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AI for services: the landscape

Earlier this year Sibyl was featured by Innovate UK and KTN in their AI for Services report. In a series of blogs we’ll expand on the report’s findings with our own experience, starting with an overview of the sector. We see the current picture as consistent with an historical trend where professional services do adopt new tech, but lag behind other industries by around 10 years.



This year’s AI for Services Report by Innovate UK and KTN outlines the current landscape for AI and data technologies in the UK service sector. A landscape that is of increasing importance because effective adoption of data technologies has been seen to translate into reduced costs, improved efficiency and an increase in customer satisfaction.


The report focuses primarily on InsurTech, LegalTech and AccountTech. Out of the 553 companies identified, the report found InsurTech accounted for 49% of the AI and data start-up ecosystem, whilst LegalTech accounted for 27%, and AccountTech accounted for 14%. The remaining 10% lacked a focus on solely one of these sectors.

From these figures, it is evident the InsurTech segment is the largest, with LegalTech still being somewhat nascent and less mature. Innovation in the latter has largely not been disruptive, meaning focus is placed towards the efficiency and automation of already established processes instead of the delivery of ‘new types of law’ (The Law Society, 2019). This is particularly true for the large proportion of LegalTech start-ups that focus on document and contract AI services.


In contrast, investment in InsurTech has amounted to over £750 million through 2018 and start-ups in this sector can be identified from as far as twenty years ago, making it a more established field (InsurTech Channel, 2019). In the case of LegalTech, investment amounted to about £430 million. In addition, company formation only saw a sharp increase around 2010, suggesting the sector is still largely in development. How long it will take for funding in the LegalTech sector to catch up is uncertain, but estimates say about 10 years (The Law Society, 2019).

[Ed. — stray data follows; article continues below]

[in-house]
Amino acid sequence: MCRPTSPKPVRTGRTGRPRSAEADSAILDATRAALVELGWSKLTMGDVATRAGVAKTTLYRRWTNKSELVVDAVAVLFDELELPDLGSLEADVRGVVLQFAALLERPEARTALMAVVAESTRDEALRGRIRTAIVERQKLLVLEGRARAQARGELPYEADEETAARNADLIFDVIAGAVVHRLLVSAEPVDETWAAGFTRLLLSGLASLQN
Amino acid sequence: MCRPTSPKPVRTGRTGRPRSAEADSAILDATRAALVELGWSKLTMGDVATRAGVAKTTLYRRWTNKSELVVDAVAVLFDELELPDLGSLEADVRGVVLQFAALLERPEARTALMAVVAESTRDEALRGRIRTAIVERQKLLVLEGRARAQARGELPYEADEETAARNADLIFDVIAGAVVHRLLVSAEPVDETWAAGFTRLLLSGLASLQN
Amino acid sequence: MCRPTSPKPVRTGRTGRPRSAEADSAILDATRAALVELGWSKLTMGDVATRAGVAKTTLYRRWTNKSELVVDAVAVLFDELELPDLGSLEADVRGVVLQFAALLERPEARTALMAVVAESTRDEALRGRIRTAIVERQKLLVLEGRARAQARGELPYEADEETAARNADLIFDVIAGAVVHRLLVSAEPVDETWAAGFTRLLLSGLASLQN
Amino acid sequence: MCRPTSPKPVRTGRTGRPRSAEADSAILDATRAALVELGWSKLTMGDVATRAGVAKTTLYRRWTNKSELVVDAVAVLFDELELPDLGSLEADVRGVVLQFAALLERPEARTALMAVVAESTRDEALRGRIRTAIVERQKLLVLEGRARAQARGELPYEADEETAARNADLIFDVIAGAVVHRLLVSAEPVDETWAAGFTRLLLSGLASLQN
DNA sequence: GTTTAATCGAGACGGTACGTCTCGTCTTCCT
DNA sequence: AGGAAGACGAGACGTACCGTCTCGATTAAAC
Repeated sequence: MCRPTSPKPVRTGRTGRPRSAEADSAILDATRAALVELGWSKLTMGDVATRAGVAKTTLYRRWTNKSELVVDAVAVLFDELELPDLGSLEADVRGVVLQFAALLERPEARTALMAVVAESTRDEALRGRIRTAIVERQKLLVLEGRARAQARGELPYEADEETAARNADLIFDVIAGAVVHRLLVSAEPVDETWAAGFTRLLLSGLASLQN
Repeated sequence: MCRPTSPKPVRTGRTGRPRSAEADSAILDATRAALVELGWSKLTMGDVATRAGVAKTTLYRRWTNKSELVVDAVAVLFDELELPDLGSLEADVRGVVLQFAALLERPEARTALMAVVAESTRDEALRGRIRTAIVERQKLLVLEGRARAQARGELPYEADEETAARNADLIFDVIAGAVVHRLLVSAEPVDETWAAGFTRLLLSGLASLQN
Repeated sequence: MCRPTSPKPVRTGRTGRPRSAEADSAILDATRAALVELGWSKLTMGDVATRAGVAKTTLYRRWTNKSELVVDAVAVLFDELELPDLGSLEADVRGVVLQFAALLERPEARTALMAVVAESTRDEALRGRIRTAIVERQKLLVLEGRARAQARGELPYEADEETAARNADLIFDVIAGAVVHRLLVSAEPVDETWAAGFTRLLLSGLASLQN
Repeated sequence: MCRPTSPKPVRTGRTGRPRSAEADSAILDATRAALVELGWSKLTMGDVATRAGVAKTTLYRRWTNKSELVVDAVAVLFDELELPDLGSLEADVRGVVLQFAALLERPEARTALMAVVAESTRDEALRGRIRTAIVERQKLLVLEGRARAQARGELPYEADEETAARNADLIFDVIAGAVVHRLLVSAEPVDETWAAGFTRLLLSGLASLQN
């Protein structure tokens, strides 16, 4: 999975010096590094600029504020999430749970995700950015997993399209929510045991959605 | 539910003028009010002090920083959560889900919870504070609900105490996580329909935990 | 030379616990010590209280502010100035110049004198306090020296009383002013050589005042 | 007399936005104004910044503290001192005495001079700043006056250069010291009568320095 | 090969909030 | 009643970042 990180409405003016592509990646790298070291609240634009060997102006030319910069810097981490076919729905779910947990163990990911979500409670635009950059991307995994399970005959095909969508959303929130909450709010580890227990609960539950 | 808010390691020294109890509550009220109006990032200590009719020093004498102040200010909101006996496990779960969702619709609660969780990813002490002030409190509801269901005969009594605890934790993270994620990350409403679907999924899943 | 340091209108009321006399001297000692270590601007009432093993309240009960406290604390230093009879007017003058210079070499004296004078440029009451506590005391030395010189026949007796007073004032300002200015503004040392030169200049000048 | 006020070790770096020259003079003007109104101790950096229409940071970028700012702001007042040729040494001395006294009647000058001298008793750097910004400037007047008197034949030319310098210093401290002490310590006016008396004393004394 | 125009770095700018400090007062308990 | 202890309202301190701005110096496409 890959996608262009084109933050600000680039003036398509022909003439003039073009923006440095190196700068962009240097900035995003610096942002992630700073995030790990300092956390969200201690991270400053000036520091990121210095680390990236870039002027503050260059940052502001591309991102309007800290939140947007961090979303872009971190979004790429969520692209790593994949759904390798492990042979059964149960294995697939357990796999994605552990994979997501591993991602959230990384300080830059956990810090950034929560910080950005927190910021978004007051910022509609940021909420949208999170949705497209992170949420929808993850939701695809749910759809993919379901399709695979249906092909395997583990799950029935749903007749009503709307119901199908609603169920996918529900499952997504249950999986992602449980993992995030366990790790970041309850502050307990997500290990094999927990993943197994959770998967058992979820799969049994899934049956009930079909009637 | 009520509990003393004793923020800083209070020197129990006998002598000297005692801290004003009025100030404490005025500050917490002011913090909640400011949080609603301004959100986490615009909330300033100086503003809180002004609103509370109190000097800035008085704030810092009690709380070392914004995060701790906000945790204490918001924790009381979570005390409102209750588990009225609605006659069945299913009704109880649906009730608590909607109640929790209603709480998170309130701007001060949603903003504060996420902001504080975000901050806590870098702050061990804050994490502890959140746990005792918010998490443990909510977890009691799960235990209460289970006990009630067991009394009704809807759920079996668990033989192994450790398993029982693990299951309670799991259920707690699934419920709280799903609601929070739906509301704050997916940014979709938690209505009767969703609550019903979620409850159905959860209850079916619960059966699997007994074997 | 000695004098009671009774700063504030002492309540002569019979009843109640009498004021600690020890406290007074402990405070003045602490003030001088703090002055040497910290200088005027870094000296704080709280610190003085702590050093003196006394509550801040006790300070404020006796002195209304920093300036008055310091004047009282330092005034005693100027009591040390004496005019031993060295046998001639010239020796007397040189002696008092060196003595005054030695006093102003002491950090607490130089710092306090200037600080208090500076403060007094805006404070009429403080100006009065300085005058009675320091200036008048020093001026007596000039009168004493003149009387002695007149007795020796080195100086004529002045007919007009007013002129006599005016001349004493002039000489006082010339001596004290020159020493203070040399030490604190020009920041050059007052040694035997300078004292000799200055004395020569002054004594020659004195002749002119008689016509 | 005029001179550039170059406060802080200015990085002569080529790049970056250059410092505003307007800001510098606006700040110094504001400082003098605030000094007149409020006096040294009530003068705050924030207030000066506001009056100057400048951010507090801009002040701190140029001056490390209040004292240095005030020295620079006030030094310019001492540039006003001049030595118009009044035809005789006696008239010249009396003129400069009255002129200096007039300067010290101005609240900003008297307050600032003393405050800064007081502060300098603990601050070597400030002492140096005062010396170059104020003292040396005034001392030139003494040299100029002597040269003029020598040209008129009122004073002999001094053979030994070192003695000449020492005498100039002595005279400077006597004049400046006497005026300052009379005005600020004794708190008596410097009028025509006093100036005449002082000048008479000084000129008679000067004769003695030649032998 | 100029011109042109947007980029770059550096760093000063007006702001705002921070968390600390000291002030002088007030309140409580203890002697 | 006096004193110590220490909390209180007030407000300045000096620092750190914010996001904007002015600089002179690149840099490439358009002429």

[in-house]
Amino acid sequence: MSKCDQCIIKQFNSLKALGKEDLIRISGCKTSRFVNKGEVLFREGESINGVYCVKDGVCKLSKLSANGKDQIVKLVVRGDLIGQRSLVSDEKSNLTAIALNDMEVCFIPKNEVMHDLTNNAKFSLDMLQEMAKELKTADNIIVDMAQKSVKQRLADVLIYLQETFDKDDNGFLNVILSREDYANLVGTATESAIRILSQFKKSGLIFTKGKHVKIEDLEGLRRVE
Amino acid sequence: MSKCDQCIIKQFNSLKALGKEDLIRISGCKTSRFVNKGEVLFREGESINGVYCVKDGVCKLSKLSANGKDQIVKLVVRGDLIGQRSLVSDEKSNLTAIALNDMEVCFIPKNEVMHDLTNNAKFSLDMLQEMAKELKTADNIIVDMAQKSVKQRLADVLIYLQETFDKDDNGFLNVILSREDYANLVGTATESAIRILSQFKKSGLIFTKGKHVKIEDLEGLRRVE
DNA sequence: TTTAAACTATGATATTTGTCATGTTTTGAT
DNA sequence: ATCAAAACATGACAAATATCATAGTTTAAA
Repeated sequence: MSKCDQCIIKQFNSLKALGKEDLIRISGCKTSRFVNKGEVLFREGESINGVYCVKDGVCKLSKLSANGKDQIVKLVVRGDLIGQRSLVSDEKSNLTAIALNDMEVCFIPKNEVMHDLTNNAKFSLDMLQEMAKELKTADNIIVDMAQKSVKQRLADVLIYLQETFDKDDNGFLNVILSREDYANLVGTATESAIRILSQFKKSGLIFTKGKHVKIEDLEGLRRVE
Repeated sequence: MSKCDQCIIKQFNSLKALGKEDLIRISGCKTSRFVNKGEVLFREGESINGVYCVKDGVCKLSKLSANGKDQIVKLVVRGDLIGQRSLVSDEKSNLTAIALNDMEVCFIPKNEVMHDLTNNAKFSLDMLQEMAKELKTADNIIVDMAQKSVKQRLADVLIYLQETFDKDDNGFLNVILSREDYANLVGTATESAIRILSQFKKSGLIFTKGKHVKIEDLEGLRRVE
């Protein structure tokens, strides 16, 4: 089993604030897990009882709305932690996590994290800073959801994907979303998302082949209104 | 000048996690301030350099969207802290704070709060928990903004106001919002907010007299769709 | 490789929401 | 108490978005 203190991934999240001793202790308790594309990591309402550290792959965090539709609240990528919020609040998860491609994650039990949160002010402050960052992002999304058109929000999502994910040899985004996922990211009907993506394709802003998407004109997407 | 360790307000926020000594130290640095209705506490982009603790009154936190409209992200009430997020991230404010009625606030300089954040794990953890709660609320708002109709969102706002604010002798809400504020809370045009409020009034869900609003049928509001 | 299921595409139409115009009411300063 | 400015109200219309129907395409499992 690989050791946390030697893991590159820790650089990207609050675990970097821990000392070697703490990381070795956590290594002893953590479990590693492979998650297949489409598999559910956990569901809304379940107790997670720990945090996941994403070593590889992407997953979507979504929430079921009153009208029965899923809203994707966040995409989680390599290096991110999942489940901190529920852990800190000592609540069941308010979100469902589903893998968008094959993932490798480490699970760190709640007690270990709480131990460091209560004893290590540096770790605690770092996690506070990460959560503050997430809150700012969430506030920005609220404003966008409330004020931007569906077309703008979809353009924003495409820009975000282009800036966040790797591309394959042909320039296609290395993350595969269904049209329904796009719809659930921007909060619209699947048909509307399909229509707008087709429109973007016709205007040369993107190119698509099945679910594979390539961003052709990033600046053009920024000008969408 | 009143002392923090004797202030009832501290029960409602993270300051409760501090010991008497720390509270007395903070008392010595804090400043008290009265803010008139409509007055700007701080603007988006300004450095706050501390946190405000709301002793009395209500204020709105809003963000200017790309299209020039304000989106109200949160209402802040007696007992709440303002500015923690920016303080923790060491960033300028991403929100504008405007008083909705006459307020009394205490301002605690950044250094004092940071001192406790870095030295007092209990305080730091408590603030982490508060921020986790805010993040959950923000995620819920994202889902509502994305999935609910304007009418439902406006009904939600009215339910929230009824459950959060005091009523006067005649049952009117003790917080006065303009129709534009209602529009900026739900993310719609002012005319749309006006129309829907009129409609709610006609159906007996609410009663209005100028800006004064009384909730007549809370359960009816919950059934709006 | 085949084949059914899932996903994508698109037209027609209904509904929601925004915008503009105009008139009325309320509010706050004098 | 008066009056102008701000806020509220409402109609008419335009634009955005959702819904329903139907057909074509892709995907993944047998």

The report further underlined that many major and mid-sized firms do appear to be using, or at least experimenting with some form of AI. Not only is this a significant step in ensuring the growth of the LegalTech segment, but is reflective of the fact that 80% of senior lawyers view AI and machine learning as a critical element for the future of their respective firms (Luminance, 2020). In fact, over the last ten years there has been an exceptional increase of 639% in the amount of research conducted on LegalTech. This translates into there being 1,389 publications relating to legal technology in 2019, compared to a much lower 188 in 2009 (Factiva, 2020).


Despite this R&D activity, the report underlined that the rise in the number of LegalTech companies seen in the last few years has not yet translated into an acceleration in the rate of adoption among legal practitioners (The Law Society, 2019). Similarly, uptake of data technologies in other areas of law such as barristers’ chambers and courts is slow, with the impact of LegalTech not felt widely yet.

When taking into account our own findings at Sibyl, this does not come as a surprise. Indeed, they are part of a longer historical trend showing a delayed uptake of new technology by around 10 years. Take the introduction of PC’s in 1981. Here, law firms resisted the change from in-person case management until the 1990’s, when the demands of clients to communicate through email became pressing.


On the other hand, some technology has caught fire in the sector. Take the introduction of word processing software in 1973, which created a central database for all document versions available (Appinventiv, 2020). The new software was so compelling that practitioners at law firms were lining up at their respective IT departments to apply for use (Friedmann, 2004). Even though lawyers were slower to adopt technology beyond word processing in comparison to other professionals, they were inclined to accept change when a compelling product came around (Friedmann, 2004).


Overall, the current landscape for AI and data technologies looks promising with the global LegalTech and InsurTech sector expected to generate approximately £40 billion by 2025 (ITProPortal, BusinessWire, 2020). Notably, the widespread adoption of AI tools across service segments means there is only room for growth. Our findings suggest that change will happen when it is incited by the introduction of useful and comprehensive technology, such as the word processing case study. It’s just that professional services lag behind other sectors. As such, it is important that the synergy between technology start-ups and the service sector is maintained, so as to keep being able to promote effective innovation in the UK landscape.






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